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Italy police warn of Skype threat

By David Willey
BBC News, Rome

Telephone and computer, file image
The police's use of wiretaps has forced some criminals on to the internet

Criminals in Italy are increasingly making phone calls over the internet in order to avoid getting caught through mobile phone intercepts, police say.

Officers in Milan say organised crime, arms and drugs traffickers, and prostitution rings are turning to Skype in order to frustrate investigators.

The police say Skype's encryption system is a secret which the company refuses to share with the authorities.

Investigators have become increasingly reliant on wiretaps in recent years.

Customs and tax police in Milan have highlighted the Skype issue.

They overheard a suspected cocaine trafficker telling an accomplice to switch to Skype in order to get details of a 2kg (4.4lb) drug consignment.

Heated debate

Investigators say intercepts of telephone calls have become an essential tool of the police, who spend millions of euros each year tracking down crime through wiretaps of landlines and mobile phones.

But the law may be about to change.

Prime Minister Silvio Berlusconi's right-wing government has drawn up a bill which would restrict police wiretaps to only the most serious crimes.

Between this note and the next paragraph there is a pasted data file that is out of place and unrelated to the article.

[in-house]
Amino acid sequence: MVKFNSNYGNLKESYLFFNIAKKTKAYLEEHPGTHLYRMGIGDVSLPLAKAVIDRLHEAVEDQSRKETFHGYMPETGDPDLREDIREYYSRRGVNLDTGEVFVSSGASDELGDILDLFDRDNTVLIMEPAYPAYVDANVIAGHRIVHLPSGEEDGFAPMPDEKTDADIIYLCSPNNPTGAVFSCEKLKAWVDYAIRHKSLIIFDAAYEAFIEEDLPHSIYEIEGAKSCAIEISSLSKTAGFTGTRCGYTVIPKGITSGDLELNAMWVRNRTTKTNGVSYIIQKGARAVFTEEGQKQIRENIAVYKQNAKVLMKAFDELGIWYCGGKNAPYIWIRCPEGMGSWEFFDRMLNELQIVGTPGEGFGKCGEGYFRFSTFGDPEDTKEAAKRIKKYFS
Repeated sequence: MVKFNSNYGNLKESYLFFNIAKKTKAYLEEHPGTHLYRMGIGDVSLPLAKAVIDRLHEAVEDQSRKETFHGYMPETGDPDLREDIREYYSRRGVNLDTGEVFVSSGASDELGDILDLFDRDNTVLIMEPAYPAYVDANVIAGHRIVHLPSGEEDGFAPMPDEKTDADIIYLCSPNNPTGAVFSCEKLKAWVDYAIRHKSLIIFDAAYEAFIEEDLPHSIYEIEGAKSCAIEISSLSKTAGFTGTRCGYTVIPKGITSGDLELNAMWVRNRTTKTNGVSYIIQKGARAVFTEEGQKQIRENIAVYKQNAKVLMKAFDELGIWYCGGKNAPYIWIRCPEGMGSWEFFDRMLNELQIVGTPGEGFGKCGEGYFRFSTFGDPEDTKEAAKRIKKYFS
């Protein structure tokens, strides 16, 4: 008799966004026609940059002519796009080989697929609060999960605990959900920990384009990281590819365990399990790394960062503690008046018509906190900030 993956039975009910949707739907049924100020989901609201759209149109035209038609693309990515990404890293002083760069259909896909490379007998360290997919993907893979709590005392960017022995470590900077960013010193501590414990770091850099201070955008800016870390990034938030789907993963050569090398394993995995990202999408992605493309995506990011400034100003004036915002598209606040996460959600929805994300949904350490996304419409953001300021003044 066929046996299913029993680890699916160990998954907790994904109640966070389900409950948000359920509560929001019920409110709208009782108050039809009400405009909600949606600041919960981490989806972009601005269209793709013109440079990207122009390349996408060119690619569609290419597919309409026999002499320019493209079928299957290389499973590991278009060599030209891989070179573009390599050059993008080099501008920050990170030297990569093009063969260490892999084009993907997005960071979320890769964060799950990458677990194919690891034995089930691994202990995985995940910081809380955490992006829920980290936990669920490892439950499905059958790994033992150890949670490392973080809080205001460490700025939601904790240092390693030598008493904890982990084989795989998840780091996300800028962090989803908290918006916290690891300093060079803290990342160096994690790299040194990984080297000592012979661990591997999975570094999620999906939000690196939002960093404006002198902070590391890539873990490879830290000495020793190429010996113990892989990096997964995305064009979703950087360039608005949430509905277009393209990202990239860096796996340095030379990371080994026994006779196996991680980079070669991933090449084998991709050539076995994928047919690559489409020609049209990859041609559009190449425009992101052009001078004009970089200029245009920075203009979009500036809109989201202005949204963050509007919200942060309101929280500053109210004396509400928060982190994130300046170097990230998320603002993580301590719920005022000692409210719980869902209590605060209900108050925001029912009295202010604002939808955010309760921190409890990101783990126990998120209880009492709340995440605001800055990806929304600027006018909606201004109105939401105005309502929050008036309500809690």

Much crime reporting in the Italian media is based on leaks of wiretaps and leading politicians, including Mr Berlusconi himself, have found to their embarrassment that details of their private telephone conversations have sometimes been leaked to newspapers.

Under the new law reporting of details of criminal investigations obtained through wiretaps would become illegal until a final verdict has been delivered.

Given the extreme slowness of Italian justice, this would mean that details of cases now before the courts might be reported by the press only in 15 years time.

Not only have Italian journalists been protesting at the new draft bill, but a heated debate is also going on about it within the country's highest body for the administration of justice - the supreme council of the magistrature, composed of the country's top judges.

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